Air Lease has taken steps to mitigate its exposure to the ongoing Boeing 737 Max crisis with an opportune deal to switch 15 of its orders to the 787.
Speaking during its second-quarter earnings call on 8 August, Air Lease chief executive John Plueger said that the lessor is working on the basis that it will receive no further 737 Max aircraft during 2019, although he emphasised that this was an independent view and did not reflect Boeing’s position.
“Frankly, I hope our assumption is wrong, as we do look forward to delivery recommencement of the Max as soon as possible,” says Plueger, adding that “much of our new lease placement activity has been somewhat muted pending return to service of the Max”.
As of 30 June 2019, Air Lease had outstanding orders for 150 737 Max aircraft, but it has signed a memorandum of understanding with Boeing to switch 15 of these to a deal for five 787-9s.
Plueger says ALC was “short in the second quarter of this year of 787-9s [on order]” with greater demand for 2020-2022 deliveries than available in its backlog. So Air Lease considered that “the wisest thing to do was to convert 15 of our Max 8s and 9s into five additional 787-9s”, he says.
The suspension of Max deliveries coincides with Airbus’s continuing production delays impacting A321neo shipments, which has resulted in Air Lease having to adjust its contracted delivery schedule, according to the lessor's chief financial officer Greg Willis.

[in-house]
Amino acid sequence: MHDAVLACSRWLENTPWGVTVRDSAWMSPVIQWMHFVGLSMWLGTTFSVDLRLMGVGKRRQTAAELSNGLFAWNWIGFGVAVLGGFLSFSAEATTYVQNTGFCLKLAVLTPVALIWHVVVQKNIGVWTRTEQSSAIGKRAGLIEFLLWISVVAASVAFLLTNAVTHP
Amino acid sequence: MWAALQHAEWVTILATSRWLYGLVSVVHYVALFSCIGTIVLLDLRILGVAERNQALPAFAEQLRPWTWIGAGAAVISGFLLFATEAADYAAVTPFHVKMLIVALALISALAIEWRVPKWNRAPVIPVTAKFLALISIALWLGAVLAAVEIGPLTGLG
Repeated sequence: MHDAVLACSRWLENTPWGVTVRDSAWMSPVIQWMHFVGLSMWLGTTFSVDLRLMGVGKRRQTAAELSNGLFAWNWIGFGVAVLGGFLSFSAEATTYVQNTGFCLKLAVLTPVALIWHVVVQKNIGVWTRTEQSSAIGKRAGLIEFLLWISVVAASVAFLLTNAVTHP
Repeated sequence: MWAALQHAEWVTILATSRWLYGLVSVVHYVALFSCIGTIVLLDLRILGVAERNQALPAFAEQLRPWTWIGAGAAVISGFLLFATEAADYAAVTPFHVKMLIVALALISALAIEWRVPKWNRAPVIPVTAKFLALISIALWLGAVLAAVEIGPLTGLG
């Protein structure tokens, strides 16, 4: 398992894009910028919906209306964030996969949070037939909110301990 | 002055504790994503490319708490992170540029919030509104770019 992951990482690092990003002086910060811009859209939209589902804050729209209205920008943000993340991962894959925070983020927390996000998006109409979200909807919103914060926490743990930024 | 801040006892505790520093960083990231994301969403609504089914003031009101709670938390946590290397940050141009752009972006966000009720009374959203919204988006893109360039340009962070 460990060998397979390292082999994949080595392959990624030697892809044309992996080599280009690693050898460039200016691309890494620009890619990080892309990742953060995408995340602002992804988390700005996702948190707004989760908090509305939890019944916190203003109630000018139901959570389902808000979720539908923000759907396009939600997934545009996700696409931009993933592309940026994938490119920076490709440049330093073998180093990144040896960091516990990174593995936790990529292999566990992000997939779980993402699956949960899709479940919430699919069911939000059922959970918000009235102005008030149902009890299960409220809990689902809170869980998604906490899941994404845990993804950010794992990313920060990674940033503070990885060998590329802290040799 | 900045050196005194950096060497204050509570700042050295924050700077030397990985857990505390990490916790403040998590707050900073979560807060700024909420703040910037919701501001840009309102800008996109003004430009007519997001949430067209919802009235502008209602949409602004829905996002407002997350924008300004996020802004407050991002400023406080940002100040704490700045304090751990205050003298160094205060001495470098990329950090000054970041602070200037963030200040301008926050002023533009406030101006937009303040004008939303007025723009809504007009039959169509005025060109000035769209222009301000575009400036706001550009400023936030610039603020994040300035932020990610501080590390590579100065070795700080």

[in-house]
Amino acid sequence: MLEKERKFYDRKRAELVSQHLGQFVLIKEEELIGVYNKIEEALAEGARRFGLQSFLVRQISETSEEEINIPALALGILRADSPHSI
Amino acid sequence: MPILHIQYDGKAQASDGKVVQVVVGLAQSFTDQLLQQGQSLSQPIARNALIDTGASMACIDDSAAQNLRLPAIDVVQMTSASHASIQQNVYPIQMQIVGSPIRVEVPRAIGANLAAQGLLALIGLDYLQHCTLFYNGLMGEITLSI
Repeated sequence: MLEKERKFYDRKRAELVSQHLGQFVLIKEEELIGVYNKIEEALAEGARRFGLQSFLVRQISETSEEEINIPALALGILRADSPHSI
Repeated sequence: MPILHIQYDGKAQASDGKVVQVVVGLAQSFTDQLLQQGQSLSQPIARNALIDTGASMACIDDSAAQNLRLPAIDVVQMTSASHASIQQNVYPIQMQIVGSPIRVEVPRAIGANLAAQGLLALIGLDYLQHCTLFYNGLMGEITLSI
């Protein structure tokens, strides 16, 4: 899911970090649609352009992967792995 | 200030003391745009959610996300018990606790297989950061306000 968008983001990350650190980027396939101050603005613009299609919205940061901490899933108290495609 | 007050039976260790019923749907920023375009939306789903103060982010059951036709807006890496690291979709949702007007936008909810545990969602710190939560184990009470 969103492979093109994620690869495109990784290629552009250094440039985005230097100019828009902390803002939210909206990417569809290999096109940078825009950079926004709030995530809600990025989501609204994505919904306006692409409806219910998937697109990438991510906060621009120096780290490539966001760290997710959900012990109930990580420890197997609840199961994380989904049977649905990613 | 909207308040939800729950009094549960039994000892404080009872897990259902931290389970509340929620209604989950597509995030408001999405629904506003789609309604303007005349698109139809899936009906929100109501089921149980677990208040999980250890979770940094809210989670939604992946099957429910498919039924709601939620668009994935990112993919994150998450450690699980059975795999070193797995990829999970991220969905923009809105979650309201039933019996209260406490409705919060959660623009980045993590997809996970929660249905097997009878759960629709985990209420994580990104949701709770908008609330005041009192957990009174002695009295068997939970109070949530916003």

Plueger says the combination of the Max grounding and the A321neo delays has resulted in a rise near-term demand for single-aisles, which has helped drive up certain lease rates. Air Lease has helped provide interim capacity for some Max customers either through dry lease or short-term wet leases from other operators.
“Truthfully, we really haven't had experience of this type of delay,” he says.
Cirium’s Fleets Analyzer shows that there are currently 15 Air Lease-managed 737 Max 8s in storage with six operators from which it continues to receive monthly rentals: Cayman Airways, Globus, LOT Polish Airlines, Oman Air, Smartwings and Sunwing Airlines.
“To the extent that, any of those customers will demand concessions, please understand that we will look to Boeing to cover every dollar of any deficiency that might arise,” says Plueger.